Increased atherogenicity of LDL and impaired HDL function in children with FH

Children with FH display changes in LDL and HDL function: a cross-sectional study

News - June 7, 2021

Presented at EAS 2021 by Jacob Christensen, PhD (Oslo, Norway)

Introduction and methods

The function of lipoproteins is emerging as an important risk factor in the progression of ASCVD. The intrinsic property of LDL to aggregate upon modification, for instance, is associated with ASCVD. Also, HDL function, which can be quantified by measuring cholesterol efflux capacity, is associated with risk for ASCVD. However, whether children with familiar hypercholesterolemia (FH) have altered lipoprotein particle functions is unknown.

This study assessed LDL and HDL function and activity of four enzymes that are involved in lipoprotein metabolism in plasma samples from children with FH (13±4 years; n=47) and healthy children (10±2 years, n=56).

LDL function was determined by measuring the susceptibility of LDL to form aggregates by induction with human recombinant sphingomyolinase. HDL function was assessed with a HDL-apoA-I exchange (HAE) assay. This assay uses electron paramagnetic resonance spectroscopy which captures the conformational changes that apoA-I undergoes upon direct association or dissociation with HDL particles and correlates with cholesterol efflux capacity. Also, enzyme activity of LCAT, CETP, PLTP, and PON1 was analyzed. The potential biological mechanism behind variations in lipoprotein function was further explored using a nuclear magnetic resonance based metabolomics profiling approach.

Main results

  • The FH group had elevated levels of total cholesterol and LDL-c compared to the group with healthy children (total-c: 5.4±2 mmol/L vs. 4.0±0.8 mmol/L, P<0.001; and LDL-c: 3.6±1.8 mmol/L vs. 2.1±0.9 mmol/L, P<0.001). Both groups had an HDL-c concentration of 1.5±0.3 mmol/L.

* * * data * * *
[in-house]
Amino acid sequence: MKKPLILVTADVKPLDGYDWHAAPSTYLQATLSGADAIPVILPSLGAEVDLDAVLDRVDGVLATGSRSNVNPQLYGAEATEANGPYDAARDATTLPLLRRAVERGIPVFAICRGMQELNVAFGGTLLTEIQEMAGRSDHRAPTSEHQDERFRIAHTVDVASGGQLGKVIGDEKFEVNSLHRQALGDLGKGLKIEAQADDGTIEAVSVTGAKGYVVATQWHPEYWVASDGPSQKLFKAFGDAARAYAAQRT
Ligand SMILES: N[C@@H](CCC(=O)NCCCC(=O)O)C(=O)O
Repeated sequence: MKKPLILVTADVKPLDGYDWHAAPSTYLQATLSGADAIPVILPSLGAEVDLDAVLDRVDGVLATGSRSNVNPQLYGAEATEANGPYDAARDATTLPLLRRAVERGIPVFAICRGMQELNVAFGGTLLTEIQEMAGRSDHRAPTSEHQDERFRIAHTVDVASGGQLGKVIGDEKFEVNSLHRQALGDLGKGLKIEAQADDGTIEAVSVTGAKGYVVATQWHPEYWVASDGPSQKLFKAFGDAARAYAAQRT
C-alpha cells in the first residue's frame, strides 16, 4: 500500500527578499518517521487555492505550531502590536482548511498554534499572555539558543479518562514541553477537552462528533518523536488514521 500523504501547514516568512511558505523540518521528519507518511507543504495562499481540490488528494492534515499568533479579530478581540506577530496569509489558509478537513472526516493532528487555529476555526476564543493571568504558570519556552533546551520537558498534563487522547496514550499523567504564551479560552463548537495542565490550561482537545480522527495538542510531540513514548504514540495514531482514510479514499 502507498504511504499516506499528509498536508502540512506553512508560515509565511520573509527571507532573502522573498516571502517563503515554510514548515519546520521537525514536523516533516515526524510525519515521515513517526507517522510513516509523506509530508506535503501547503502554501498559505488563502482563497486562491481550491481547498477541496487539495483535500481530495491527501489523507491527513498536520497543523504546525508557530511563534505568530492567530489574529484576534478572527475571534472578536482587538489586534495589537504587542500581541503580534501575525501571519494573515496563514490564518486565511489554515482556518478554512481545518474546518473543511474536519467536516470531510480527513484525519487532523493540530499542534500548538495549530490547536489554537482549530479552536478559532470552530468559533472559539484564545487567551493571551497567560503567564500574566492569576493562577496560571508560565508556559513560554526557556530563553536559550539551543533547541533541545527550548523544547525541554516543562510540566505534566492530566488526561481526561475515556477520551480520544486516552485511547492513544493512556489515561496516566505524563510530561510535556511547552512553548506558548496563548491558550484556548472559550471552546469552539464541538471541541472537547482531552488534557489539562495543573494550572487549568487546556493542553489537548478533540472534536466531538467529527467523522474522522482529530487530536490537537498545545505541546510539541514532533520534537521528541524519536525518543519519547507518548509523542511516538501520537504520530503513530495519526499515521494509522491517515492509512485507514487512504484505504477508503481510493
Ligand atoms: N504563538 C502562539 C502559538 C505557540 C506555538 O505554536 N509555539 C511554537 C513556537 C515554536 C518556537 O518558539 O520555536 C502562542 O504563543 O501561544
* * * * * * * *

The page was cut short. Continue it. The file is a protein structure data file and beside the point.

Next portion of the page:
• Children with FH had increased LDL aggregation compared to healthy children (P<0.001). LDL aggregation was still significantly higher when adjusted for apoB levels (P<0.01).
  • The cholesterol efflux capacity was significantly lower in children with FH compared to healthy children (P<0.001). Similar data were obtained after correction for apoA-I levels.
  • The enzyme activity of LCAT, CETP, PLTP, and PON1 was similar between FH and healthy children.
  • After further adjustments for sex, age, and BMI, the susceptibility of LDL to form aggregates was still significantly increased (P<0.01) and the cholesterol efflux capacity was still significantly reduced (P<0.001) in children with HF compared to healthy subjects.
  • The metabolomics assay revealed a positive association of LDL aggregation with LDL subclasses, ApoB, and LDL particle diameter and when corrected for apoB, a negative association with VLDL particles, smallest HDL (S-HDL and M-HDL) particles, and VLDL size was observed. The profile of association between cholesterol efflux capacity and metabolites was a mirror image of the LDL aggregation association data, albeit with minor differences.
  • There was an inverse relationship between the regression coefficients for LDL aggregation and cholesterol efflux capacity using data of all metabolic biomarkers (R² = 0.77, P<0.001).


Children with FH had LDL particles with an increased atherogenicity and impaired function of HDL compared to healthy children.

Christensen suggested at the end that alterations in LDL receptor function, plasma LDL concentrations, and the cumulative cholesterol burden in FH may jointly be the overarching drivers and common denominators linking these metrics in a biologically relevant context.

-Our reporting is based upon the information provided at the EAS 2021 congress-

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